I have found the real portrait of Dorian Grey.
Unknown Artist, French, 19th Century
Dorian Grey. The man that Oscar Wilde brought to life with his hedonistic machinations in 1890 – or so the general public thought. The man that has lived in legend, fable, and table talk for centuries. The man that embodies sensuality and indulgence to the extreme. Yes, ladies and gentlemen, I have found him.
Wilde wrote that Dorian’s original portrait was a full-length painting, finally destroyed as the debaucherous man came to his senses and took his own life. This made a fitting ending for the Victorian sensibilities of that time, allowing the writer to retain some semblance of not being too disastrously corrupting to the public. The ultimate playboy had to meet a just end. But – what if he didn’t? What if he is still around? Or, another person came along to pick up his mantel and let go of his soul?
The perfect place to store such a treasure would be a glorious, little Fine Art Museum, standing in nowhere New England, USA. More specifically, Springfield, MA. Hiding in plain sight, if you will. A place that gets very little foot traffic, but has enough valuable Impressionist and Italian Renaissance art to make it worth decent security. Not that a sweet, innocent girl like myself would ever think about security procedures with a Monet haystack sitting right in front of me . . . Oh no, not me!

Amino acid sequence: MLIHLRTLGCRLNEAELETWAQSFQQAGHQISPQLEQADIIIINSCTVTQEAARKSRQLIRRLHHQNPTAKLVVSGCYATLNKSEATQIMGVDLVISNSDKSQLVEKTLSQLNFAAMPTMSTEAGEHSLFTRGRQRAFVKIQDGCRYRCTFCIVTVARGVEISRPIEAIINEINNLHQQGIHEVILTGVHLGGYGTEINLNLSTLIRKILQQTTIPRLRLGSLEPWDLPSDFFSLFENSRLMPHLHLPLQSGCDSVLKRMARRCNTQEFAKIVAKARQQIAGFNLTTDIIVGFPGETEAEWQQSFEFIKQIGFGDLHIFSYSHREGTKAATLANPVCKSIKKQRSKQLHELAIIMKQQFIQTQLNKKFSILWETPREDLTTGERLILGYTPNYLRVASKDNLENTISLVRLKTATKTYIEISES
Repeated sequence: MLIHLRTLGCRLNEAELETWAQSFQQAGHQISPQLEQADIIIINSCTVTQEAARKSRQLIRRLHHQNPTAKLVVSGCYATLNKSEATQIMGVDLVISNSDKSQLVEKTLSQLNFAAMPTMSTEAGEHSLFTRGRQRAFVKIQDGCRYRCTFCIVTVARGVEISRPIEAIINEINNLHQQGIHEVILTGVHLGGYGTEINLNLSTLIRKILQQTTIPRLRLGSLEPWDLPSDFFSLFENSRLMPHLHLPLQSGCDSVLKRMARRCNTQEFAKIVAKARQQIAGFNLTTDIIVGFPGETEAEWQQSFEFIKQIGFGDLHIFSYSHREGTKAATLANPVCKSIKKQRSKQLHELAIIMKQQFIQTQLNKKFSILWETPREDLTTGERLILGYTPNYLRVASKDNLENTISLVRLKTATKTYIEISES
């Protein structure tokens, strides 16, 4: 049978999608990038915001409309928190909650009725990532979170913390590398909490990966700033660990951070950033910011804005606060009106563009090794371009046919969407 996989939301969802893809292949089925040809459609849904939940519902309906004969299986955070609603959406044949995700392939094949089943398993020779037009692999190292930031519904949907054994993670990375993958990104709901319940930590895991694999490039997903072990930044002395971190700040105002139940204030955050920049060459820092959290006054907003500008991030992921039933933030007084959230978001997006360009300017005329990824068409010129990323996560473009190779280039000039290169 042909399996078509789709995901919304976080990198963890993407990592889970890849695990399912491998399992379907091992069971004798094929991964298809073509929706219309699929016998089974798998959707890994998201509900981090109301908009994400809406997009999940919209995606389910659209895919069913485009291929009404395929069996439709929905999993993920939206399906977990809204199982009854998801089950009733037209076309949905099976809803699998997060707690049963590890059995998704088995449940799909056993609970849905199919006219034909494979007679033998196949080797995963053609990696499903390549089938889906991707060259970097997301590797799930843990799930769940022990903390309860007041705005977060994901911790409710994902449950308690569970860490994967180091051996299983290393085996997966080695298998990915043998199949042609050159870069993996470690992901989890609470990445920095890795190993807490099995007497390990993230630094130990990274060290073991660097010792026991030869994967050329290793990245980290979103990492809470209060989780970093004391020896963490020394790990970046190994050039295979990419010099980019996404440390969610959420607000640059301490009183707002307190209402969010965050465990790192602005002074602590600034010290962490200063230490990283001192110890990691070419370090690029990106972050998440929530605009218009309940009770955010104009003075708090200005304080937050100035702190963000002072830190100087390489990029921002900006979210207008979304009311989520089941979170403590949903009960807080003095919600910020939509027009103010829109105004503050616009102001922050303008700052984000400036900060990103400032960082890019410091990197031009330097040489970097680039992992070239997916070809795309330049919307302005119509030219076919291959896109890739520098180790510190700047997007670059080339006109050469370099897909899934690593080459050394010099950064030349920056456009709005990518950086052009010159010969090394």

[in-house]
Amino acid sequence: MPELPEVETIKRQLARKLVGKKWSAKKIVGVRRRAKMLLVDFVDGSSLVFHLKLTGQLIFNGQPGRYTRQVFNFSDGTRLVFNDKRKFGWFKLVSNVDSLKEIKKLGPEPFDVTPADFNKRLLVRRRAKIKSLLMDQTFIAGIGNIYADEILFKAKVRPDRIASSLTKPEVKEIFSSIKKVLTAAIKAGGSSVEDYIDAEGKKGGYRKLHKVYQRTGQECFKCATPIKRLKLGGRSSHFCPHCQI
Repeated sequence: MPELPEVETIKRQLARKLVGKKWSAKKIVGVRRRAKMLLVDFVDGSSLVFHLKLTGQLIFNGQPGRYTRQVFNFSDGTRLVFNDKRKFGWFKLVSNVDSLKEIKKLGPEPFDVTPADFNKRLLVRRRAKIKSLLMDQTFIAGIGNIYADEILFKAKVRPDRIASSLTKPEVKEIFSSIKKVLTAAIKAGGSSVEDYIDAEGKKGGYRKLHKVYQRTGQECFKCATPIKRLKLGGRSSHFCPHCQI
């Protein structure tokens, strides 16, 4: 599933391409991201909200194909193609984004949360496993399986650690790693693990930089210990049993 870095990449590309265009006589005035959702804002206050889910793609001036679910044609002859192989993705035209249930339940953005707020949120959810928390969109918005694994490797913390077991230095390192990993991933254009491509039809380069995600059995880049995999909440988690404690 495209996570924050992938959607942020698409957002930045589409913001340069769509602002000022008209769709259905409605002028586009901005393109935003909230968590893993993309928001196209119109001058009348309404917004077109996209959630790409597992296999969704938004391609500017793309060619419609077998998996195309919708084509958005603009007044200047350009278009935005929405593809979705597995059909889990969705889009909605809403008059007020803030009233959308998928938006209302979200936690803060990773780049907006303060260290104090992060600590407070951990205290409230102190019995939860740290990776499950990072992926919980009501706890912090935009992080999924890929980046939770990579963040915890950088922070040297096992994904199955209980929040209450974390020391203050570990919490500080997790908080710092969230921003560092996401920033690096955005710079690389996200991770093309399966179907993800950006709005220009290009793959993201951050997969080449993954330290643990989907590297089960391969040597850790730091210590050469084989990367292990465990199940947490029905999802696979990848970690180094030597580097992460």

The Gallery of Impressionist Art - Michele and Donald D'Amour Museum of Fine Arts
Wandering through this treasure trove of delights, completely alone, I feel like I can share these secrets with a certain few. Another discovery – Surrealism started way, way, way before our Modern Surrealists like to take credit for! Yes, the Dutch were actually responsible for this type of artful thinking, like 400 years before the modern movement. Specifically a man named Hieronymous Bosch, who lived until 1516, and inspired a plethora of followers and students with his hellish, crazy imagination. Seriously, who knew?
Christ in Limbo, Follower of Hieronymus Bosch, active 1550s
In a town where every café in the city closes by 2 or 3pm, and then it’s only Dunkin Doughnuts or nothing, there is one of the best museums I have ever been to. With a Degas sculpture, and Canaletto’s, Pissarro’s, and a Monet. There is even one of my home girl, Geogia O’Keefe’s, pieces of glorious Southwest. And, of course, Mr. Dorian Grey’s portrait.
Phenomenal writer of the beautiful, and the strange, Haruki Murakami wrote in one of his first books, “There are wells, deep wells, dug in our hearts. Birds fly over them.”
Let’s be a little chickadee sometimes. Or even an albatross. You might just get a private viewing of some of the world’s best art; hidden away somewhere no one thinks to look.